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Jaishankar trashes US logic for giving Pakistan $450 million package to keep F-16 fighter jets flying

A file image of External Affairs Minister S Jaishankar with the US Secretary of State Antony Blinken (Image courtesy: Twitter/@DrSJaishankar)

India’s External Affairs Minister S Jaishankar has criticised the reversal of America’s foreign policy to supply arms to Pakistan and said that Washington’s ties with Islamabad have not served the “American interest.”

“For someone to say I am doing this because it is all counter-terrorism content and so when you are talking of an aircraft with the capability of an F-16, where everybody knows where they are deployed and their use, you are not fooling anybody by saying these things,” news agency ANI cited Jaishankar as saying in Washington.

“If I were to speak to an American policy-maker, I would really make the case: look what you are doing,” he remarked.

“It’s a relationship that has neither ended up serving Pakistan well nor serving the American interests,” Jaishankar said at an event organised by the Indian American community in Washington on Sunday.

The remarks were made when members of the audience asked Jaishankar to comment on the US decision to help Pakistan sustain its fleet of F-16 fighter jets.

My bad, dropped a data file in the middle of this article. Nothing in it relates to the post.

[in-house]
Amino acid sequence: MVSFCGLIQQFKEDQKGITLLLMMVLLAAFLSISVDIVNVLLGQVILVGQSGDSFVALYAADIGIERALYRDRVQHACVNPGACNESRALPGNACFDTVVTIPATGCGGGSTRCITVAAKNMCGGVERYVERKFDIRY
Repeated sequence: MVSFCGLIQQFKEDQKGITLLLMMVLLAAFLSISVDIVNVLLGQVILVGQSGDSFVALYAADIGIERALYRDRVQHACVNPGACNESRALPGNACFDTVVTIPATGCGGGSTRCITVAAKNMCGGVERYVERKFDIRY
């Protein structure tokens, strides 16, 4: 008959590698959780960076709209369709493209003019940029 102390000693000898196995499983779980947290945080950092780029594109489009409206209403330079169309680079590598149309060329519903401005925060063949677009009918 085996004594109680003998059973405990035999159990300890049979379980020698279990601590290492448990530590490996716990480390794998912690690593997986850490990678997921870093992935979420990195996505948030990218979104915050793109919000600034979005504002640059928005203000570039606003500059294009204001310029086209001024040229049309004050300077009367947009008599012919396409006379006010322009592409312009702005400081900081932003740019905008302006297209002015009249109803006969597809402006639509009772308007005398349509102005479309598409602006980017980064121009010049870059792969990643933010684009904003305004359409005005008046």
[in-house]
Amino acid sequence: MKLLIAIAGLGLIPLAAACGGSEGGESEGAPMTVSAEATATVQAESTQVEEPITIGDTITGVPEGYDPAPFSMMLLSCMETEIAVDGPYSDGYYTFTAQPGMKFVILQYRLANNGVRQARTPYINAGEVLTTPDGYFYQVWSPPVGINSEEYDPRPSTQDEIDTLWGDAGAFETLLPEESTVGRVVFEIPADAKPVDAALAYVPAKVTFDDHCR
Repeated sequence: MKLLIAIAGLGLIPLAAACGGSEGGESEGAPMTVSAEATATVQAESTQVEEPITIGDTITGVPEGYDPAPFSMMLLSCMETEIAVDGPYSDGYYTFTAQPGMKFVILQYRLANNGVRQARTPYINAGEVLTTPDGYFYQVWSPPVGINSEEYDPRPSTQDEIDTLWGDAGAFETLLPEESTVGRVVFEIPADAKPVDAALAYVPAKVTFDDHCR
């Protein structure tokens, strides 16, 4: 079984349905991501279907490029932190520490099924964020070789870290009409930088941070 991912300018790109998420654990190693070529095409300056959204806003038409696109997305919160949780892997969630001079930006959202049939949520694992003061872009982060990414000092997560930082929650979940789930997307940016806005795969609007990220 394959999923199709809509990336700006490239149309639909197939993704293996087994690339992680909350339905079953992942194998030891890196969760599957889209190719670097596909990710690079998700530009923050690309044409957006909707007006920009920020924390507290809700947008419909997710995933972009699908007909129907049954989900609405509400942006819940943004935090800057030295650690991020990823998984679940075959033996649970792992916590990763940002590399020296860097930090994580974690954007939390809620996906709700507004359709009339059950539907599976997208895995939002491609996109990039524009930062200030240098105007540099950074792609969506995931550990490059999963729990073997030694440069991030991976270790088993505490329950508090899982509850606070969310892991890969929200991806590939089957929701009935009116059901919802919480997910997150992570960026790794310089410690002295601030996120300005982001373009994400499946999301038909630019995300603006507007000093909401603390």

“It’s really for the United States today to reflect on the merits of this relationship and what they get by it,” Jaishankar asserted.

For the first time since 2018, the US State Department earlier this month,  approved a $450 million dollar package to Pakistan for sustaining the country’s F-16 fighter jet fleet which is primarily meant for use against India. However, the US had tried to justify the approval of the military package by saying that it was to help Pakistan counter terrorism.

Defence Minister Rajnath Singh has already conveyed to US Defence Secretary Lloyd Austin, India’s concerns over Washington’s decision to provide a sustenance package for Pakistan’s F-16 fleet.

Jaishankar on Saturday concluded the high-level United Nations General Assembly debate in New York after which he was scheduled to spend the next three days in Washington.

The Indian minister is scheduled to meet with his American counterpart, Secretary of State Anthony Blinken, and other top officials.

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